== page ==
Tuesday, September 29, 2009
Enter Scarlett Patrick. She's one of those strangely nice bureaucrats, while living this double life of a permacultural environmentalist... actually her professional status is Horticulturalist. She's very talented and has a wonderful history of interesting projects, like introducing Cuba to the concept of permaculture and saving them from the brink during their oil crisis a few years back. She's got lots of ideas about helping people establish home food growing, so get in touch if you're interested in talking to her. Oh and she runs a great social networking site called Brisbane Local Food.
The first meeting was based on designing the balcony garden, mainly along feng shui principles, with a permaculture-style diversity, and in line with practical matters like access to water. We're seven stories up and the balcony is narrow but long. It's east and south facing, wrapping around the two sides of our apartment, and it can get pretty windy at times, so I'm a bit worried about my plants drying out quickly. While a bit old and tired, we do get some nice sunsets and views of the Border Ranges. Here's a couple of before pictures... oh and a lovely sunset ;-)
Thursday, September 10, 2009
OK OK it's been aaaaages, but we're a busy mob - lots of ups and downs in the last few months, but we're still here! Here's something we're involved in which made it to the papers this week. Enjoy the read and we'll attempt to fill in the gaps of the past few months in the next little while!!
THE year 1938 should have a significant place in the lives of two of the world’s largest groups of addicts - two collectives which whether we like it or not, we’re more than likely a fully signed-up member to at least one of them.
1938 is the year when the founders of the Alcoholics Anonymous movement first established their very godly 12 steps to unravelling lives from the demon drink. That same year - within just a few weeks of a key meeting in the life the AA movement - US geologists struck oil in Saudi Arabia, a country which more than any other has fed the world’s addiction to cheap fuel. While one group work on a cure, another finds a wholly more substantial and pervasive substance to get addicted to. More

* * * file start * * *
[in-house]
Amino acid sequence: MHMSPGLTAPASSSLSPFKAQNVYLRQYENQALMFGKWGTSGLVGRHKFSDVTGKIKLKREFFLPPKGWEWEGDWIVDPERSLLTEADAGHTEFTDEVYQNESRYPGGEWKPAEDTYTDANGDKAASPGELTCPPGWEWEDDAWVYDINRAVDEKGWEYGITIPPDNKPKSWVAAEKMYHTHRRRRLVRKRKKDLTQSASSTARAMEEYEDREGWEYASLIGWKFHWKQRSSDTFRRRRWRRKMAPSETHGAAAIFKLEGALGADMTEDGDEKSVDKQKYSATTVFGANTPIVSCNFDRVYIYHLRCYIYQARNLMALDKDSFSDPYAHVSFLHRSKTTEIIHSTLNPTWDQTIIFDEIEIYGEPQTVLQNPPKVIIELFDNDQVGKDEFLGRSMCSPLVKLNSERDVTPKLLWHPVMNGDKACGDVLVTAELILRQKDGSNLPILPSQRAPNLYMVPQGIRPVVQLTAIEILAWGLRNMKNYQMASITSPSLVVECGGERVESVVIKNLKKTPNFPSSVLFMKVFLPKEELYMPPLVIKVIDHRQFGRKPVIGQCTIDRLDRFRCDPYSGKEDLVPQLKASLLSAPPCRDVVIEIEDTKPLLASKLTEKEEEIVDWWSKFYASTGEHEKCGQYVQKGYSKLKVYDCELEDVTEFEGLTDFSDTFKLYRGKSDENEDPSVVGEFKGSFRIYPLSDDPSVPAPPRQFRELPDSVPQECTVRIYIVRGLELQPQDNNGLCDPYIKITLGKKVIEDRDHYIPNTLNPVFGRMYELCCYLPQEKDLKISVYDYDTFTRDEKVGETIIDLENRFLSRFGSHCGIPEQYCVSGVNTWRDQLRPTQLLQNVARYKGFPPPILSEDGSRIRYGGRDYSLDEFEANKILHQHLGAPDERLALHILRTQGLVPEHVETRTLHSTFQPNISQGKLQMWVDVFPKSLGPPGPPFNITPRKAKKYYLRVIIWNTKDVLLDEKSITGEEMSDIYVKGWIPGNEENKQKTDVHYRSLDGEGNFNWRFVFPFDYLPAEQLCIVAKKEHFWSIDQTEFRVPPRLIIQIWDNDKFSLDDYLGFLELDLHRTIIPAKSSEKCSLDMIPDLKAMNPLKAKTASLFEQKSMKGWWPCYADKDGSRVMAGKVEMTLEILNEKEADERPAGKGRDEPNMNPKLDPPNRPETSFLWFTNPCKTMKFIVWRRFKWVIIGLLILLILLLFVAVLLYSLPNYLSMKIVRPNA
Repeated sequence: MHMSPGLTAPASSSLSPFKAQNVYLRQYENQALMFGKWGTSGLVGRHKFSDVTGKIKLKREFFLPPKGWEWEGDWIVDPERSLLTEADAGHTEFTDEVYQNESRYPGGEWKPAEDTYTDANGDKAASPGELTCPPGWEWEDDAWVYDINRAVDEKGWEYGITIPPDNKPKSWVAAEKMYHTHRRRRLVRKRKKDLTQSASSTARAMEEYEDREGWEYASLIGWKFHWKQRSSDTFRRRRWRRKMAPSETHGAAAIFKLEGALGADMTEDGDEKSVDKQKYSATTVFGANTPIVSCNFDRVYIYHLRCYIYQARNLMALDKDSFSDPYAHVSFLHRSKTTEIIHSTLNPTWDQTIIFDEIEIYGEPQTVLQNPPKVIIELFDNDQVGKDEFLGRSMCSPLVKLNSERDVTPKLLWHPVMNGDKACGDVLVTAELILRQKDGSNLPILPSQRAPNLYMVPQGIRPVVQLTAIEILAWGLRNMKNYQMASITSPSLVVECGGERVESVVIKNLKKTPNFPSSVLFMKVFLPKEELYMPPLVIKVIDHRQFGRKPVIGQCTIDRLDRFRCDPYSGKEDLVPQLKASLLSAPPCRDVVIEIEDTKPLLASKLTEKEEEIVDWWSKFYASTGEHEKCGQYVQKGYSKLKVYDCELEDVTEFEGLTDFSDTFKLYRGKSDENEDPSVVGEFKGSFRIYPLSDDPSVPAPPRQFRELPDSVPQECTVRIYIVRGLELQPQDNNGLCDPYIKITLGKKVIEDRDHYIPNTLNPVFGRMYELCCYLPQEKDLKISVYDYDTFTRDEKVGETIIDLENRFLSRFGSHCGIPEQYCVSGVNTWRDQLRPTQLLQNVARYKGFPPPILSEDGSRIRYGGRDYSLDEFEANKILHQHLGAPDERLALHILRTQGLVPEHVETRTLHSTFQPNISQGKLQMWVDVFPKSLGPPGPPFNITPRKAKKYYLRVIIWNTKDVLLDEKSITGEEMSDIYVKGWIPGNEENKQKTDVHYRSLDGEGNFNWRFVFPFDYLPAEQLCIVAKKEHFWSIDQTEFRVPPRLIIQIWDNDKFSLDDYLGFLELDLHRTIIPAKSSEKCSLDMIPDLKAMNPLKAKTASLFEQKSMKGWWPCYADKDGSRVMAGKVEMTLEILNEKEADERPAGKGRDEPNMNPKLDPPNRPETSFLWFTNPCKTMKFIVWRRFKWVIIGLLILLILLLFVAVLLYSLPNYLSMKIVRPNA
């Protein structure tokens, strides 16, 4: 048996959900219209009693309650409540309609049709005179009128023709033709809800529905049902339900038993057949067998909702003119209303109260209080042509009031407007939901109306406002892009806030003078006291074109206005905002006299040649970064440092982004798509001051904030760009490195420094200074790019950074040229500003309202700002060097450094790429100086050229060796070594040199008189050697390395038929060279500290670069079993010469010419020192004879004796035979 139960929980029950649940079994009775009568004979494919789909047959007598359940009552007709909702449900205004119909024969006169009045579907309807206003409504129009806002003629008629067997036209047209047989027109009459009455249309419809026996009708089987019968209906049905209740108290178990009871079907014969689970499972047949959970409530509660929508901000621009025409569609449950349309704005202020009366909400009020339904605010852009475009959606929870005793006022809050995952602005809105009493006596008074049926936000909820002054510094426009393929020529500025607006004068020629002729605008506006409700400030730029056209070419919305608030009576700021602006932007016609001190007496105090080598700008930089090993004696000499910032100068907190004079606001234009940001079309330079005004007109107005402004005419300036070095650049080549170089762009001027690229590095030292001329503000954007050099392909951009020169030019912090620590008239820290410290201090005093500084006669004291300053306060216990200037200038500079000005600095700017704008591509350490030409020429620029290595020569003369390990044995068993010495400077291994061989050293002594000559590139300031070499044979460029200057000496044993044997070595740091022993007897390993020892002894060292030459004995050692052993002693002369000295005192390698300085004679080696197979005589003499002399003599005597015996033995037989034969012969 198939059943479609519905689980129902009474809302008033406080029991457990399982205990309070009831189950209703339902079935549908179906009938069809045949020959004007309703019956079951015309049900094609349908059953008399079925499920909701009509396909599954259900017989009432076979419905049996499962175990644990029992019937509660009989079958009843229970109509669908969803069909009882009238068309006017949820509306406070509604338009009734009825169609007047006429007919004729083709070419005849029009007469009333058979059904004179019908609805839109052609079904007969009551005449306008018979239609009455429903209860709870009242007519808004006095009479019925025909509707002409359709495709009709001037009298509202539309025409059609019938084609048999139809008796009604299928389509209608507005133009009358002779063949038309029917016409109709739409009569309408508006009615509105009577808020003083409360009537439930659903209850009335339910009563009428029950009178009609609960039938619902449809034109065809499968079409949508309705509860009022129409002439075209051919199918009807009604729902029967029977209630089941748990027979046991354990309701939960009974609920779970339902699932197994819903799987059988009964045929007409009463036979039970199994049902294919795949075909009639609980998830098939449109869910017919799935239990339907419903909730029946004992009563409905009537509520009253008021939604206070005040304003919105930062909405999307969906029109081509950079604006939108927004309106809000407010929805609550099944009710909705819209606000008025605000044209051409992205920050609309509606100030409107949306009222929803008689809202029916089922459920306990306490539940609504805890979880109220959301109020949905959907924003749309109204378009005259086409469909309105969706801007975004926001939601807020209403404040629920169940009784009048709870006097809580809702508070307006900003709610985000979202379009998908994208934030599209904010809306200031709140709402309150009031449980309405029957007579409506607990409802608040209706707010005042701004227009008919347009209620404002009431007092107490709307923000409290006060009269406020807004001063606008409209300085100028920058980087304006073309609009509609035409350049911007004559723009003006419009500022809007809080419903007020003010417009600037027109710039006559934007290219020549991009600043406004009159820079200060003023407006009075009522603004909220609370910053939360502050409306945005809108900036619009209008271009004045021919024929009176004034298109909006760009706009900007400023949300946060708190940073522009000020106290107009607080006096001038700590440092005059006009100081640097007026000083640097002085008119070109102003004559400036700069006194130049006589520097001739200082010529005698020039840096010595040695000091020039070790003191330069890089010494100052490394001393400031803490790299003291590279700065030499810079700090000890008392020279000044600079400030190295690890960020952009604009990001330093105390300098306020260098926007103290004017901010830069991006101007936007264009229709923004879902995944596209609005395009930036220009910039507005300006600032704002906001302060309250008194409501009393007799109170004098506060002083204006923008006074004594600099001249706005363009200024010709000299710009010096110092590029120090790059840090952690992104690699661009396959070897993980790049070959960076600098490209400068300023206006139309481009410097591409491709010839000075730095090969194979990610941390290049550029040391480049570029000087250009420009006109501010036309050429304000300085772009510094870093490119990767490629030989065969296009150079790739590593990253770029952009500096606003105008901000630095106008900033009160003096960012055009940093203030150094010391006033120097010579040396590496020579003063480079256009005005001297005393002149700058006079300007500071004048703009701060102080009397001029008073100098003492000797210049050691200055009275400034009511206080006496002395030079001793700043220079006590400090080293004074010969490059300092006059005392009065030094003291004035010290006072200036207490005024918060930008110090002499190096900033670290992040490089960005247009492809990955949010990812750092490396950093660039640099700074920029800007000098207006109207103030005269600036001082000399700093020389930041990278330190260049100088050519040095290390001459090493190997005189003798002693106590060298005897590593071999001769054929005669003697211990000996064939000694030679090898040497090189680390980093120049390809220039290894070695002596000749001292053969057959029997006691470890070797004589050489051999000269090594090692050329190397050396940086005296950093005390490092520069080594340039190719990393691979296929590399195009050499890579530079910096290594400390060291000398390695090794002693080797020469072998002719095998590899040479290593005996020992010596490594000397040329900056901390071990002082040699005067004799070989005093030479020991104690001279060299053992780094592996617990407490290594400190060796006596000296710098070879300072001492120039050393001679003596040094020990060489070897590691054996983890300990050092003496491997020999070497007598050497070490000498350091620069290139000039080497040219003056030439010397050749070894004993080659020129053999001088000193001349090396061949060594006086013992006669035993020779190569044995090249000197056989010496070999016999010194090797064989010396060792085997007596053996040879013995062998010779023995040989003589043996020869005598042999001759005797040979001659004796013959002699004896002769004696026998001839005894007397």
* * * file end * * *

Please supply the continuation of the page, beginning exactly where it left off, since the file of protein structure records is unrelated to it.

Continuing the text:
Sunday, July 5, 2009
This post is dedicated to one of our friends who truly inspires us.
Emma Scragg, a local green architect, with a passion for cycle touring, speaking Spanish and dancing Tango. This talented (and over achieving) gal is hard to keep up with. Her latest adventure sees her cycling from Alaska to the Golden Gate bridge in San Fransisco, around 4,500km in total, and something we just can't fathom! Her latest blog revealed that she'd reached the 1000km mark and has celebrated with her own blog post. With a friend like Emma, her deep green ethics and ability to look cool, calm and collected at all times, are something to aspire to and admire all at once.
Tuesday, June 23, 2009
Following on from our success in the Queensland Sustainable Industries Awards, we are proud to announce that Food Connect has been chosen as a finalist for the Banksia Environmental Awards in the “Agriculture & Food” category, and we're up against KRAFT!! We are also especially chuffed to be selected for the Banksia “People’s Choice” Awards.
The Banksia Awards are recognised as Australia’s pre-eminent environmental awards, rewarding environmental excellence and promoting best practice principles over the last 21 years. The Banksia Environmental Foundation, through their award programs, aims to raise the profile of the current environmental issues facing Australia and recognise those whose initiatives are an encouragement and an example for others to follow.
If you would like to vote for Food Connect for in the People’s Choice awards, please click here. And if you like, forward this post to everyone you know!!!
Monday, June 22, 2009
Since the last post, an amazing thing has happened. In the course of one afternoon the following emails have landed from West End Community Association's President, Darren Godwell.
Thanks to everyone that gave up some hours on their Sunday & gave freely of their creativity & ideas. Boy, the results were FAST….